Mitigating Governance Risks from Investment in Southeast Asia – A Study of Chinese Capital Flows to Eight Countries

12.6.2019, 12:00PM to 1:30PM

Event Description: 

Capital flows and foreign assistance loans with little accountability have significant potential to exacerbate corruption and widen governance gaps in Southeast Asia. These capital flows – including official development aid, economic assistance, loans, foreign direct investment, and portfolio investment – pose a risk for nations with weak governance and fragile institutions. These flows are nevertheless essential to the region’s growth and to alleviating the tremendous infrastructure investment gap required to bring equitable, sustainable improvements to the livelihoods of Southeast Asian citizens. Chinese sources of capital, which make up an increasingly large portion of the flows into Southeast Asia, pose particular risks due to their lack of transparency and accountability and their frequent use of non-inclusive procurement processes. The event will discuss CIPE’s new publication which aims at assessing the impact of Chinese investment on transparency and good governance in Southeast Asia and presenting potential solutions to closing these governance gaps.

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Opening Remarks:

Andrew Wilson is the Executive Director of the Center for International Private Enterprise (CIPE) in Washington, D.C. Wilson has extensive experience working with the private sector on development issues in conflict and post-conflict settings, crafting successful business strategies to reduce corruption, encouraging entrepreneurship development, strengthening business advocacy, improving corporate governance standards, and promoting economic reform. He is called on frequently to speak about the linkages between democracy and business, as well as the challenges to growth in emerging markets, including corruption and the threat of corrosive capital. Wilson has worked at CIPE since 1996 in a variety of roles, including Deputy Director for Strategic Planning and Programs, and Regional Director for Europe, Eurasia, and South Asia. Prior to his time at CIPE, Wilson worked for several development NGOs focusing on economic reform, private sector growth, and public diplomacy. Over the years, Wilson has served on numerous international working groups dedicated to political and economic development in transitional societies. He has also worked with non-profit boards to improve strategic planning and optimize organizational development. He is currently a board member of the Baltimore and Ohio Railroad Museum in Baltimore, Maryland and is a Director and Trustee of the Meadows Foundation in Dallas, Texas. Wilson received his MA in East European Area Studies from the University of London (SSEES) and a BA in History from Lewis and Clark College.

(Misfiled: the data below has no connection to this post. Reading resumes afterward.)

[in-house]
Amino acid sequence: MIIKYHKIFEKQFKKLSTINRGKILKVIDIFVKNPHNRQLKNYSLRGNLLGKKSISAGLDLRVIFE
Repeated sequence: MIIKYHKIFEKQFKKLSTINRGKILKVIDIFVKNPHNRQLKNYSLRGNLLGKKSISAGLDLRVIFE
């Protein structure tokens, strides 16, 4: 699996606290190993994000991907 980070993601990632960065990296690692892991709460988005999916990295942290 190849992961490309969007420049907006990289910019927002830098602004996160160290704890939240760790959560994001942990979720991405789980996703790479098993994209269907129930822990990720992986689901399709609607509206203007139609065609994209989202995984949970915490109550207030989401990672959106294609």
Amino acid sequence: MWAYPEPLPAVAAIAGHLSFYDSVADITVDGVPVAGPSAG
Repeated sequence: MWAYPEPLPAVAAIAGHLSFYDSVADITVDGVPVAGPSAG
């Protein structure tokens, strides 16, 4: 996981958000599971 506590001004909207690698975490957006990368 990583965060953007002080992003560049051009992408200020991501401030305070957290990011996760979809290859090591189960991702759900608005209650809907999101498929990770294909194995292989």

Moderator:

Catherine Tai is the Program Officer for Asia of the Center for International Private Enterprise. She is responsible for overall program management, performance reporting, donor communication and partnership management throughout Southeast Asia. Her portfolio of projects focuses on partnering with business associations to strengthen the role of the private sector and mobilize local networks of small and medium enterprises for constructive policy reform. In addition, she manages regional initiatives such as Southeast Asia Think Tank Network and anti-corruption projects that improve transparency of public procurement system through monitoring. She works closely with local program partners to ensure progress towards stated outputs and outcomes and travels throughout the region to monitor results and meet with stakeholders and beneficiaries.